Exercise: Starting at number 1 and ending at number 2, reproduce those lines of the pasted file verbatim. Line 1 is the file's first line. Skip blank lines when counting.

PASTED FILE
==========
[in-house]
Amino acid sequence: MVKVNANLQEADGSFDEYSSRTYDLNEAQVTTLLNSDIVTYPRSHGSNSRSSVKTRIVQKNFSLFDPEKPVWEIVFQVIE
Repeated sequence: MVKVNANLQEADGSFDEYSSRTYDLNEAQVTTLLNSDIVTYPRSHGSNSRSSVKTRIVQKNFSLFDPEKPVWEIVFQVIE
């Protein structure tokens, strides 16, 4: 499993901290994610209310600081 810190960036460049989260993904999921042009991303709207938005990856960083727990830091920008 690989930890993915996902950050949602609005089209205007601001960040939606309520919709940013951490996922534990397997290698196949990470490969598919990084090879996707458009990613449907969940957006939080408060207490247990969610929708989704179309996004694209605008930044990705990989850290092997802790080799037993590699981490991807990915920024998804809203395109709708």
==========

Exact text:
[in-house]
Amino acid sequence: MVKVNANLQEADGSFDEYSSRTYDLNEAQVTTLLNSDIVTYPRSHGSNSRSSVKTRIVQKNFSLFDPEKPVWEIVFQVIE